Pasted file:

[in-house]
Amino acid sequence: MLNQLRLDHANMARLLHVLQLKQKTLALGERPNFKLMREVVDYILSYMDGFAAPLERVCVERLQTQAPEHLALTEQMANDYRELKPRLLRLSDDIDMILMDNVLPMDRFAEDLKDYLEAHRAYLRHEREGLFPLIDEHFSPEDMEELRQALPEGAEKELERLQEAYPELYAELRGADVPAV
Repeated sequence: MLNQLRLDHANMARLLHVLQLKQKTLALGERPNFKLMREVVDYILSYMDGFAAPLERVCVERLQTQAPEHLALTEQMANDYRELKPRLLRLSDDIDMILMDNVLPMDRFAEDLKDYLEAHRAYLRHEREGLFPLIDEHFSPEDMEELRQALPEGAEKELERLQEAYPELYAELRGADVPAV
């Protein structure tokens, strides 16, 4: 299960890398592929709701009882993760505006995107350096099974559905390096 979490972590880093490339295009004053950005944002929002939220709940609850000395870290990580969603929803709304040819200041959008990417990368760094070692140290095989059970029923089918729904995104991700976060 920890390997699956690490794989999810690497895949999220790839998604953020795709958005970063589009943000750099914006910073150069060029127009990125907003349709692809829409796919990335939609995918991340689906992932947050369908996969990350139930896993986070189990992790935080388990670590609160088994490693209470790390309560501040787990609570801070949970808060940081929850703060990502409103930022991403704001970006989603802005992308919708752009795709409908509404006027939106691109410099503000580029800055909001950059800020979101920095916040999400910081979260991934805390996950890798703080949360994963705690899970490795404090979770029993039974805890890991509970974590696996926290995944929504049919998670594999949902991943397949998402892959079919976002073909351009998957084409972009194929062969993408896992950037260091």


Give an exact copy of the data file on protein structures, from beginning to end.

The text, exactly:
[in-house]
Amino acid sequence: MLNQLRLDHANMARLLHVLQLKQKTLALGERPNFKLMREVVDYILSYMDGFAAPLERVCVERLQTQAPEHLALTEQMANDYRELKPRLLRLSDDIDMILMDNVLPMDRFAEDLKDYLEAHRAYLRHEREGLFPLIDEHFSPEDMEELRQALPEGAEKELERLQEAYPELYAELRGADVPAV
Repeated sequence: MLNQLRLDHANMARLLHVLQLKQKTLALGERPNFKLMREVVDYILSYMDGFAAPLERVCVERLQTQAPEHLALTEQMANDYRELKPRLLRLSDDIDMILMDNVLPMDRFAEDLKDYLEAHRAYLRHEREGLFPLIDEHFSPEDMEELRQALPEGAEKELERLQEAYPELYAELRGADVPAV
């Protein structure tokens, strides 16, 4: 299960890398592929709701009882993760505006995107350096099974559905390096 979490972590880093490339295009004053950005944002929002939220709940609850000395870290990580969603929803709304040819200041959008990417990368760094070692140290095989059970029923089918729904995104991700976060 920890390997699956690490794989999810690497895949999220790839998604953020795709958005970063589009943000750099914006910073150069060029127009990125907003349709692809829409796919990335939609995918991340689906992932947050369908996969990350139930896993986070189990992790935080388990670590609160088994490693209470790390309560501040787990609570801070949970808060940081929850703060990502409103930022991403704001970006989603802005992308919708752009795709409908509404006027939106691109410099503000580029800055909001950059800020979101920095916040999400910081979260991934805390996950890798703080949360994963705690899970490795404090979770029993039974805890890991509970974590696996926290995944929504049919998670594999949902991943397949998402892959079919976002073909351009998957084409972009194929062969993408896992950037260091």